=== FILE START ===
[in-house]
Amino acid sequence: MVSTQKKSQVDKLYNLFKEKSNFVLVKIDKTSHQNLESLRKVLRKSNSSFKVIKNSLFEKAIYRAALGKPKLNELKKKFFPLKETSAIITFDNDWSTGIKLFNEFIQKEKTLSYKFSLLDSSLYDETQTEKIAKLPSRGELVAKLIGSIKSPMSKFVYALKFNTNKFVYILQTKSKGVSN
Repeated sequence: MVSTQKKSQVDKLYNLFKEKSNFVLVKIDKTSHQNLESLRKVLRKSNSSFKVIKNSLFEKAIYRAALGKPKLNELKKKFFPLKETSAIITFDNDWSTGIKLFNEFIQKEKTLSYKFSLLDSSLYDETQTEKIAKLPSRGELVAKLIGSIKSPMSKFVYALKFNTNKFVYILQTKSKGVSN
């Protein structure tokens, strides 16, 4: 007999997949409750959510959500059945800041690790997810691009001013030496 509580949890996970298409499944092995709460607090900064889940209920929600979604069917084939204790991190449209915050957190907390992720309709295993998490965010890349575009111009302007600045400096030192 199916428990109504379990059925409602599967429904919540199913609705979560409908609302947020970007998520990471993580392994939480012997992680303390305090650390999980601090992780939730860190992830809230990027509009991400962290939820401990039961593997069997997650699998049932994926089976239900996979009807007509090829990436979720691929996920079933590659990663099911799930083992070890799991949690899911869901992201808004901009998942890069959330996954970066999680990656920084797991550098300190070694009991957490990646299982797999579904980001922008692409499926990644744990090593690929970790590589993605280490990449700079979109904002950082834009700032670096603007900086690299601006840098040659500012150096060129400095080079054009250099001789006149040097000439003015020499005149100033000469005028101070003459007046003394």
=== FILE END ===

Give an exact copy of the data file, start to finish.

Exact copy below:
[in-house]
Amino acid sequence: MVSTQKKSQVDKLYNLFKEKSNFVLVKIDKTSHQNLESLRKVLRKSNSSFKVIKNSLFEKAIYRAALGKPKLNELKKKFFPLKETSAIITFDNDWSTGIKLFNEFIQKEKTLSYKFSLLDSSLYDETQTEKIAKLPSRGELVAKLIGSIKSPMSKFVYALKFNTNKFVYILQTKSKGVSN
Repeated sequence: MVSTQKKSQVDKLYNLFKEKSNFVLVKIDKTSHQNLESLRKVLRKSNSSFKVIKNSLFEKAIYRAALGKPKLNELKKKFFPLKETSAIITFDNDWSTGIKLFNEFIQKEKTLSYKFSLLDSSLYDETQTEKIAKLPSRGELVAKLIGSIKSPMSKFVYALKFNTNKFVYILQTKSKGVSN
């Protein structure tokens, strides 16, 4: 007999997949409750959510959500059945800041690790997810691009001013030496 509580949890996970298409499944092995709460607090900064889940209920929600979604069917084939204790991190449209915050957190907390992720309709295993998490965010890349575009111009302007600045400096030192 199916428990109504379990059925409602599967429904919540199913609705979560409908609302947020970007998520990471993580392994939480012997992680303390305090650390999980601090992780939730860190992830809230990027509009991400962290939820401990039961593997069997997650699998049932994926089976239900996979009807007509090829990436979720691929996920079933590659990663099911799930083992070890799991949690899911869901992201808004901009998942890069959330996954970066999680990656920084797991550098300190070694009991957490990646299982797999579904980001922008692409499926990644744990090593690929970790590589993605280490990449700079979109904002950082834009700032670096603007900086690299601006840098040659500012150096060129400095080079054009250099001789006149040097000439003015020499005149100033000469005028101070003459007046003394």